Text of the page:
Beach monitoring strategy

Wisconsin’s beach monitoring strategy is incorporating the elements of the revised grant guidance with an eye toward sustainable operations and uncertain federal funding. Many beaches along the coasts already use sanitary surveys and nowcasts. Through Great Lakes Restoration Initiative (GLRI) grants, a number of beaches have redesign plans and communities are investing in beach restoration projects. Wisconsin’s beach list identifies the beach priorities (tiers) and minimum systematic sampling frequencies to be implemented in 2015. Key sanitary survey [PDF exit DNR] measurements that will be collected at each beach funded by Beach Act funds include but are not limited to:

  • water clarity or turbidity;
  • water temperature;
  • bird counts;
  • wave height;
  • weather conditions (e.g. rain, cloud cover); and
  • algae presence (in water/on the beach).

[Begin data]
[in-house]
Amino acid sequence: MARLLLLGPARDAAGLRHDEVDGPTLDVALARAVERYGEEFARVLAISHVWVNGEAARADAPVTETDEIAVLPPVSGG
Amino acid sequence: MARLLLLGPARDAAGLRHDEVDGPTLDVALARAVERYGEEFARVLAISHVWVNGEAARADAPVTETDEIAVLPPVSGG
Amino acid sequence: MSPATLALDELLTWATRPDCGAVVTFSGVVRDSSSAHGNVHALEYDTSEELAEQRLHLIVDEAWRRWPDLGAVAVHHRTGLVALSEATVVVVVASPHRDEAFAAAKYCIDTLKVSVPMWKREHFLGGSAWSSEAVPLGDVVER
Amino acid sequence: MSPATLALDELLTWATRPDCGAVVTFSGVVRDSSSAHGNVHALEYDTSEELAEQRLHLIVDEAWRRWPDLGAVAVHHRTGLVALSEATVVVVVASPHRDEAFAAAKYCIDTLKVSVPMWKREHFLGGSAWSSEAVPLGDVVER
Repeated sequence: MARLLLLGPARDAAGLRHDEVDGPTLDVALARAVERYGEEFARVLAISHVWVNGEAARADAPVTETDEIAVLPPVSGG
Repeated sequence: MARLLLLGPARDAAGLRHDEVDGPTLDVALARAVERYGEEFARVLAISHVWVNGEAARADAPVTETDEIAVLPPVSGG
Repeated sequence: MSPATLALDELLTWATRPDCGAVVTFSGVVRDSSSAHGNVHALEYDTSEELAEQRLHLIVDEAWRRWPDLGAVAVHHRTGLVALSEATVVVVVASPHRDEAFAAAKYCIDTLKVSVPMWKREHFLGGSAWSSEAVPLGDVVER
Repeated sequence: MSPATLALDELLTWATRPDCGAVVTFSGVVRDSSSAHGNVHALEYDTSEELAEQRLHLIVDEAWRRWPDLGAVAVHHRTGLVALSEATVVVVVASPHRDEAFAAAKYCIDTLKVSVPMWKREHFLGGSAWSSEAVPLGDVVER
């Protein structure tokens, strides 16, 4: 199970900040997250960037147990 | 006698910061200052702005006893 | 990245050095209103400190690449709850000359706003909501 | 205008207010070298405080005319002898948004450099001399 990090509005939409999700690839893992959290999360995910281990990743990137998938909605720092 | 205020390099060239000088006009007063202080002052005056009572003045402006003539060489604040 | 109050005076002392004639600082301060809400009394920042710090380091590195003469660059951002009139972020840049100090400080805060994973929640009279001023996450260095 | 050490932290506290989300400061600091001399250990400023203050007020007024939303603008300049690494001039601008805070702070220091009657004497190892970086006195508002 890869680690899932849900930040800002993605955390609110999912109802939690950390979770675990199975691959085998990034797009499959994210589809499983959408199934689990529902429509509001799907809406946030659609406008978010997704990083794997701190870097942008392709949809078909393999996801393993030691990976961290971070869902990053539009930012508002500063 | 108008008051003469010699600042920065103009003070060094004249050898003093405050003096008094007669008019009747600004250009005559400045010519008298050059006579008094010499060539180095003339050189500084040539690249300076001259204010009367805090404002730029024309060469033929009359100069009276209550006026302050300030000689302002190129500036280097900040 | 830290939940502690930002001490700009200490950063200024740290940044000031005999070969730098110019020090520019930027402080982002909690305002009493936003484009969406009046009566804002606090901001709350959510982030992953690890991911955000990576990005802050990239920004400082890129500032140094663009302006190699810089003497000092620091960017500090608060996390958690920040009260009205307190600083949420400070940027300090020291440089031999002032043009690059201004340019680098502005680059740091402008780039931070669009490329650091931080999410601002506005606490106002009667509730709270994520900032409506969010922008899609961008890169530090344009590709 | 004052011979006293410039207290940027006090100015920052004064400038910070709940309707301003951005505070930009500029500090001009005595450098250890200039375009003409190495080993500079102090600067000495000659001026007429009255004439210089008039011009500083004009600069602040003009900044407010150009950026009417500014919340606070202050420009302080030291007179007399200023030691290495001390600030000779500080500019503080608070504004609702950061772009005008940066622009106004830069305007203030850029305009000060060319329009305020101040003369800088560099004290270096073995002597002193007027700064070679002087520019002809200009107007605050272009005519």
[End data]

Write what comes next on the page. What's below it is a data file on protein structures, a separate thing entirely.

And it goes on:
In addition to funding for systematic sample collection, local beach managers will be given flexibility to use grant funds to develop or implement nowcasts, evaluate whether the same-day qPCR is appropriate for use on a beach-specific basis, target sampling during periods when water quality is expected to be at risk or for source identification. The listing also identifies locations that use nowcasts for more real-time notification of water quality conditions. Where nowcasts are the primary means for providing public notifications, the sampling data is used to calibrate the model and to check accuracy.

Beach signage

As a result of feedback on the effectiveness of beach signage, the program is redesigning signs to incorporate multi-lingual messages about the advisory levels and including a link to the beach health website that can be accessed via smartphone.

Contact information
For more information about the beach program operations or beach listings, please contact:
Donalea Dinsmore
Beach coordinator
Office of the Great Lakes
Last revised: Tuesday June 23 2015